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Call for Papers: Accounting, non-governmental organizations and civil soc

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Call for Papers

Call for Papers: Accounting, non-governmental organizations and civil society

Organizers: Matthew Hall (LSE), David Lewis (LSE) and Brendan O’Dwyer (Amsterdam Business School).

Organizers: Matthew Hall (LSE), David Lewis (LSE) and Brendan O’Dwyer (Amsterdam Business School).

A Workshop sponsored by Accounting, Organizations and Society and Department of Accounting, London School of Economics and

Political Science

Location: London School of Economics, 7th-8th December 2012

In recent years the non-government/non-profit sector has

expanded in numerous ways, whether through a rise in the number of organizations, an increased level of economic activity,

or a greater role in welfare provision, humanitarian and development assistance and the formation of public policy. Despite these developments, little is understood about the practice, meanings and implications of

accounting in this expanding and increasingly more influential sector. Thus, the aim of the workshop is to promote examination of the role of accounting in the context of non-governmental organizations and civil

society. The workshop is interdisciplinary in focus and aims to bring together scholars from a variety of fields, including accounting, management and organization, development studies, social entrepreneurship,

philanthropy and the non-government and voluntary sectors. Indicative themes to be addressed include but are not limited to:

1. Performance measurement and evaluation How have the roles for and conceptions of performance measurement in NGOs and civil society changed over time, and what factors/events gave rise to those changes? What are the challenges in developing performance measurement and evaluation systems in cases of ambiguous and often conflicting goals and the absence of an institutionalised ‘bottomline’? What methods and practices (e.g., social return on investment, logical frameworks, most significant change stories, outcome mapping) are used to evaluate the work, effectiveness and impact of NGOs and what are their implications?

2. The role of accounting in NGO accountability What is the role of accounting in constructing notions of success and failure in NGOs and civil society? How does accounting contribute to and become implicated in different conceptions of accountability and the use of specific accountaility practices? How does the diversity of stakeholders (e.g., funders, beneficiaries, governments, the general public, professional staff, volunteers) relate to the tendency of NGOs to ‘over-account’ in general but ‘under-account’ to specific interest groups?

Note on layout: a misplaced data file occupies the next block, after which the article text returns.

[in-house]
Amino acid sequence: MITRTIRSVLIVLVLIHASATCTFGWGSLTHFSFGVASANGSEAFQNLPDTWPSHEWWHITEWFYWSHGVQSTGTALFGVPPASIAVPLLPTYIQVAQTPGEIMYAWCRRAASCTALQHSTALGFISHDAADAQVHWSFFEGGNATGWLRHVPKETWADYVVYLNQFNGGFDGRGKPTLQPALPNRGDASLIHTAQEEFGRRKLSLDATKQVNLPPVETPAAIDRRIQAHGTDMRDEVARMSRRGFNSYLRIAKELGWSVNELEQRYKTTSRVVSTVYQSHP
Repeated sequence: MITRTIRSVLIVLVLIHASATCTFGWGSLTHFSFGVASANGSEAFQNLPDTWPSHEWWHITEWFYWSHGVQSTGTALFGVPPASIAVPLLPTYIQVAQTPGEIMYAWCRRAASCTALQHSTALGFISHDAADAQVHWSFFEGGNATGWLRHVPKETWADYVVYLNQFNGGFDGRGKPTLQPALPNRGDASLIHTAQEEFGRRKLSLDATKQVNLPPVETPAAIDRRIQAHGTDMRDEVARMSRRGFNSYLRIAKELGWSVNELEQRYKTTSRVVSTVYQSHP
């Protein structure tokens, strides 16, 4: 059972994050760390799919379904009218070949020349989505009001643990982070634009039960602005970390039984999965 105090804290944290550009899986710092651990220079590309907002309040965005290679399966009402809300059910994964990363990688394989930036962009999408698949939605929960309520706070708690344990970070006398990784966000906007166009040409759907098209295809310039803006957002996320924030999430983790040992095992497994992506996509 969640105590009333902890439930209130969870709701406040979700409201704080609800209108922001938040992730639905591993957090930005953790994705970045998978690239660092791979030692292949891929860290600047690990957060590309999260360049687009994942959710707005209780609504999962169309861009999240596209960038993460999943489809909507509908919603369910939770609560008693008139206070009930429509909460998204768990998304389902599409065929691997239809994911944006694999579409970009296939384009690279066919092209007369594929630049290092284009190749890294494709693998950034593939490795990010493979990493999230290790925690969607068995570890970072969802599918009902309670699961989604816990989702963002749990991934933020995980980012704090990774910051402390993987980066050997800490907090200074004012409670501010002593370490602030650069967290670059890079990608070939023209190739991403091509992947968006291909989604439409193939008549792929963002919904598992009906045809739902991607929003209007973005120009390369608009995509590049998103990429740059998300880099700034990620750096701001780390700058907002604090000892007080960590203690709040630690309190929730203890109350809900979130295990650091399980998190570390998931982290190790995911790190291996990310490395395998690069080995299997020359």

3. Management accounting/control systems and the management of NGOs What is the role of management control systems in changing the perceived importance of, and managing the tensions between, civic, social and economic imperatives in NGOs? What are the determinants, roles and effects of budgeting, costing, investment appraisal, incentives and other management control systems in NGOs?

4. External reporting How have the roles for and conceptions of financial reporting in NGOs and civil society changed over time, and what factors/events gave rise to those changes? Beyond the annual financial report, what is the role for and effects of the often extensive set of publicly-available material generated by NGOs, such as programme reviews, case studies, supporter newsletters and ad-hoc reports? How do NGOs cope with and respond to the often onerous reporting demands from a multitude of donors and supporters? How does the external reporting of NGOs represent and make visible the contribution and value of different NGO stakeholders?

5. Diversity and boundaries in NGOs and civil society How does the diversity of NGOs (e.g., small vs. large, local vs. national vs. multinational, single vs. multi-sector, humanitarian vs. development vs. advocacy) affect the role for and implications of accounting? What is the role of accounting in enabling (or constraining) the transformation of ‘informal’ social and volunteer movements into ‘formal’ organizations (or vice-versa)? How does accounting reinforce (or dissolve) the boundaries between private, public and civic modes of operation and governance in NGOs?

6. Accountants in NGOs and the role of expertise What role do accountants and accounting expertise play in NGOs and what is its significance? How are accountants viewed by NGO and civil society actors? What is the role of consultants, NGO experts, think tanks, professional associations, sector bodies, multilateral institutions (e.g., World Bank) and governments in promoting particular forms of accounting knowledge and practice in NGOs and civil society?

Conference papers must be submitted via email by 30th September 2012 to Matthew Hall (m.r.hall@lse.ac.uk). Authors

will be notified of their acceptance to the workshop by 30th October 2012. A financial contribution towards conference expenses will be made to authors of accepted papers. Authors of selected papers from the

conference will be invited to submit revised papers for a special issue of Accounting, Organizations and Society, subject to the normal review processes of the journal.

 

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